Creative man need only apply

Added: Winifred Meadows - Date: 26.10.2021 16:08 - Views: 42334 - Clicks: 662

But what happens to those ideas? Do they become profitable innovations? Creativity —generating ideas—is relatively easy. Innovation —putting them to work—is far more difficult. Innovation takes courage, energy, and staying power. No wonder many companies neglect it. Powerful ideas kick around, unused, for years—because no one assumed responsibility for converting big talk into bigger action. These guidelines can help:. Whenever anyone suggests an idea, require them also to include at least minimal indication of what it involves—costs, risks, manpower, time, and specific people required to carry it out.

Backed by factual and logical support, good ideas are more likely to get a hearing—and a champion. Though many creative people consider organizational structure an obstruction to free-flowing creativity, organization can actually support innovation—making it far less risky than employees might think.

Organization does appear inhospitable to new ideas. After all, the purpose of organization is to establish the order and conformity businesses need to get work done. Companies require organization; otherwise, they would unravel into chaos. But too much organization can choke new ideas—which firms depend on for their very survival. Somewhat paradoxically, the order that comes with organization can actually reduce the risk of innovation.

With their broad economic base and large pool of employees, companies can distribute the risk of implementing ideas across numerous individuals. This makes it easier—economically Creative man need only apply personally—to break new ground. So encourage people to start implementing their ideas, not just continue talking about them. If this is true for creative individuals in your firm, deate a specialized group whose sole function is to receive their ideas, work them out, and follow through on the implementation details. Murray Lincoln, president of Nationwide Insurance Co. Ted Levitt, a former editor of HBR and one of the most incisive commentators on innovation to have appeared in our s, takes dead aim at the assumption that creativity is superior to conformity.

By failing to take into practical matters of implementation, big thinkers can inspire organizational cultures dedicated to abstract chatter rather than purposeful action. In such cultures, innovation never happens—because people are always talking about it but never doing it. Organizations, by their very nature, are deed to promote order and routine; they are inhospitable environments for innovation. Only the organizational insider—the apparent conformist—has the practical intelligence to overcome bureaucratic impediments and bring a good idea to a fruitful conclusion.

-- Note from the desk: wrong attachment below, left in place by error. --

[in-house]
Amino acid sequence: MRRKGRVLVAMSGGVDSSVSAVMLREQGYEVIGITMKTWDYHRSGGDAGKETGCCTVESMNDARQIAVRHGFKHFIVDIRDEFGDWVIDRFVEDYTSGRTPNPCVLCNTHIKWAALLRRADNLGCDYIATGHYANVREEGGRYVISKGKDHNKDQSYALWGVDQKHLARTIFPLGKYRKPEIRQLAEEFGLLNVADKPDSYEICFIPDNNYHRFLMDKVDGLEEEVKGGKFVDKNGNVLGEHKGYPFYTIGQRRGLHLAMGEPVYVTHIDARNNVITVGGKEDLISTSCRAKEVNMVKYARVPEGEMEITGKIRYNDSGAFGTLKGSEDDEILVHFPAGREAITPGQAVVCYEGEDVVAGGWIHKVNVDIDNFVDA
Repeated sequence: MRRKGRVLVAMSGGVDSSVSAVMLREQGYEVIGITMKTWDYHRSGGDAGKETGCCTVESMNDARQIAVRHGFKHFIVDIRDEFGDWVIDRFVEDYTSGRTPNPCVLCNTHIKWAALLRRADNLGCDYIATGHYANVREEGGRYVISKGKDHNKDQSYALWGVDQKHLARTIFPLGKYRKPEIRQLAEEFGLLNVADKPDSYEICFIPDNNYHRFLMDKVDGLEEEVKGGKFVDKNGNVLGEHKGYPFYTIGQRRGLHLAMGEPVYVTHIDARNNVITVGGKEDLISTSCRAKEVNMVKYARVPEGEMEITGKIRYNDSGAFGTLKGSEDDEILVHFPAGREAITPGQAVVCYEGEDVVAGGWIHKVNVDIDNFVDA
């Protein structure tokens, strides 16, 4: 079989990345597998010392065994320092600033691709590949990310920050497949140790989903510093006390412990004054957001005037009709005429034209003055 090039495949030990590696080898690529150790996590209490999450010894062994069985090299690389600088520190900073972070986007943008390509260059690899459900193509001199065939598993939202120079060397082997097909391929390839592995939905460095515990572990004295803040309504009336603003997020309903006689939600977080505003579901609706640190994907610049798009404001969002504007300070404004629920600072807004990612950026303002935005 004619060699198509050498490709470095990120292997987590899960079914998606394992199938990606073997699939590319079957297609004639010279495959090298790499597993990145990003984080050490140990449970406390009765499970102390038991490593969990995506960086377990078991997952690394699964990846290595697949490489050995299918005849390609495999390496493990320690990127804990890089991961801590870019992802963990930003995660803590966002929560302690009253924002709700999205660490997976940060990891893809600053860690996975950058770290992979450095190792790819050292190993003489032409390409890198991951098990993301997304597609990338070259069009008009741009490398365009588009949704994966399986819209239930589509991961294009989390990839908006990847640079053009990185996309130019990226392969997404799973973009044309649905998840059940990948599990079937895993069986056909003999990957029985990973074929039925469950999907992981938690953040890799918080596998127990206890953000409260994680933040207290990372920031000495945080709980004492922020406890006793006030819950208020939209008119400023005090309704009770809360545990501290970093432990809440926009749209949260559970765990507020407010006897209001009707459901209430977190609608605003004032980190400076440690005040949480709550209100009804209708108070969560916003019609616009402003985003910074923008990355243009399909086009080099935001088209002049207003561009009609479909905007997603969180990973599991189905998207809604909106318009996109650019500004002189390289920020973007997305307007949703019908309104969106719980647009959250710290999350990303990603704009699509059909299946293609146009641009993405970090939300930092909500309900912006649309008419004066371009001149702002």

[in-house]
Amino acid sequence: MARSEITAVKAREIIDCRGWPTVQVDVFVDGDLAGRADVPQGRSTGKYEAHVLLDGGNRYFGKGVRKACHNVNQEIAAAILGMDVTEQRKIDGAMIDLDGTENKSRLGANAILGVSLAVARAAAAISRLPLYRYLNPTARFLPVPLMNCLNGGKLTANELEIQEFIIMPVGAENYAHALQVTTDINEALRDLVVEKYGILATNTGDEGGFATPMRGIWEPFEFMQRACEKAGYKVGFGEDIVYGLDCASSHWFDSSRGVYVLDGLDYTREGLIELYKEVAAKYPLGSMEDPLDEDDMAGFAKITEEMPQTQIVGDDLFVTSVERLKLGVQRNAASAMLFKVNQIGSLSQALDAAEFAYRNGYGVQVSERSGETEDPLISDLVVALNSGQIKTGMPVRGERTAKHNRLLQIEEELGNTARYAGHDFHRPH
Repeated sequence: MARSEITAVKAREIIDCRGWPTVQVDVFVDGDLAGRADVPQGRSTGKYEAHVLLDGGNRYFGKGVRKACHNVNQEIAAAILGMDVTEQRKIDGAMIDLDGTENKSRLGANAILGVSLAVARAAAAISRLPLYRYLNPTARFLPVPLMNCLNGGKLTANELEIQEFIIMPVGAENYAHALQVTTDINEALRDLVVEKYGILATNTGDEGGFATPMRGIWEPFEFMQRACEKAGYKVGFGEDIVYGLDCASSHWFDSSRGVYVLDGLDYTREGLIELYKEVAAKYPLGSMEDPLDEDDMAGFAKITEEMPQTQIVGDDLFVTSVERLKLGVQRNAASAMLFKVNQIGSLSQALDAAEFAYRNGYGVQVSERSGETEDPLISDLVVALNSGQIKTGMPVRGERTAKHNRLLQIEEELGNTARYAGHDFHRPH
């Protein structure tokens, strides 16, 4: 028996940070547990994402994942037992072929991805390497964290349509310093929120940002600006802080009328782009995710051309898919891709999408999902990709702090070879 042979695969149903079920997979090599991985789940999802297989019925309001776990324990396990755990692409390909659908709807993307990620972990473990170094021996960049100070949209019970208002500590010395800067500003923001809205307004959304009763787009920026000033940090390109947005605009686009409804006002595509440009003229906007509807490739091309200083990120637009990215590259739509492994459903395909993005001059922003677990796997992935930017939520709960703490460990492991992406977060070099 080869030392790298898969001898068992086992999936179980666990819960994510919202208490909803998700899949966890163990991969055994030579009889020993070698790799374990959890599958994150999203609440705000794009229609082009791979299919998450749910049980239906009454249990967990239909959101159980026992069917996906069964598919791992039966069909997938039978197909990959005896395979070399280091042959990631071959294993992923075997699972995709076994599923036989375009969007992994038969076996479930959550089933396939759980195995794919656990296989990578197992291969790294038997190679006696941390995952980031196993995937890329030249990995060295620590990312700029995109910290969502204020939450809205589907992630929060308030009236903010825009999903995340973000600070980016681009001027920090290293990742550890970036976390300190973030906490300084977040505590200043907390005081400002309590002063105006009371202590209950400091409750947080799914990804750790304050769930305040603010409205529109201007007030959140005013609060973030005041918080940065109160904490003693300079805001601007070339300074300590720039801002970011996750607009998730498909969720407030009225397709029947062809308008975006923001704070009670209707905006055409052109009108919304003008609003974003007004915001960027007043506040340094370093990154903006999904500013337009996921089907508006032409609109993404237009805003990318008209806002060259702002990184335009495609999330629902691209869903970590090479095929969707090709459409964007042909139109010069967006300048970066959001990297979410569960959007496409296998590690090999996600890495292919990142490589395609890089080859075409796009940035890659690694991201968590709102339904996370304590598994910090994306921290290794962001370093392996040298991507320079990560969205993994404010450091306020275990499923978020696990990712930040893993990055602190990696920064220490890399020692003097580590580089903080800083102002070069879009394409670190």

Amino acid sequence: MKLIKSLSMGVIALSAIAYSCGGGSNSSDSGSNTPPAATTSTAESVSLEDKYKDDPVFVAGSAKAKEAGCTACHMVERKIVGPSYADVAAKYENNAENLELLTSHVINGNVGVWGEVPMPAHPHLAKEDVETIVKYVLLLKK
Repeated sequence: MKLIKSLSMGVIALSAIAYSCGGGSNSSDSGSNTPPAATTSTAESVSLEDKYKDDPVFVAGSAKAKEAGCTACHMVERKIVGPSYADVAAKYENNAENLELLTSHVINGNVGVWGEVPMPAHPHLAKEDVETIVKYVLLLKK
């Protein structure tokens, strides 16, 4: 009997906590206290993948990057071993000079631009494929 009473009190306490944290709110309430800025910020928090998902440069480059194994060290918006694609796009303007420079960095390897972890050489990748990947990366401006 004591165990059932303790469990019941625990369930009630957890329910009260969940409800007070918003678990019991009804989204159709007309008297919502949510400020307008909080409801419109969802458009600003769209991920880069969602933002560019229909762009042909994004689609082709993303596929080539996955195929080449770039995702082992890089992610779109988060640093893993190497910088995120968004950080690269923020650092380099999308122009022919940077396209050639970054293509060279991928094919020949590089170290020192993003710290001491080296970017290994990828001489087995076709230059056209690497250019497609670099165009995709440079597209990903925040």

And for the line manager, particularly, it may be more of a millstone than a milestone. Those who extol the liberating virtues of corporate creativity over the somnambulistic vices of corporate conformity may actually be giving advice that in the end will reduce the creative animation of business. The trouble with much of the advice business is getting today about the need to be more vigorously creative is, essentially, that its advocates have generally failed to distinguish between the relatively easy Creative man need only apply of being creative in the abstract and the infinitely more difficult process of being innovationist in the concrete.

Their emphasis is almost all on the thoughts themselves. Moreover, the ideas are often judged more by their novelty than by their potential usefulness, either to consumers or to the company. Suppose you know two artists. One tells you an idea for a great painting, but he does not paint it. The other has the same idea and paints it. You could easily say the second man is a great creative artist.

But could you say the same thing of the first man? Obviously not. He is a talker, not a painter.

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My observations of these activities over a of years lead me firmly to this conclusion. They mistake an idea for a great painting with the great painting itself. They mistake brilliant talk for constructive action. But, as anybody who knows anything about any organization knows only too well, it is hard enough to get things done at all, let alone to introduce a new way of doing things, no matter how good it may seem.

A powerful new idea can kick around unused in a company for years, not because its merits are not recognized but because nobody has assumed the responsibility for converting it from words into action.

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What is often lacking is not creativity in the idea-creating sense but innovation in the action-producing sense, i. One of the most repetitious and, I am convinced, most erroneous answers we get to this question is that businessmen are not adequately creative and that they are enslaved by the incubus of conformity. It is alleged that everything in American business would be just dandy if industry were simply more creative and if it would hire more creative people and give them the chance to show their fructifying stuff.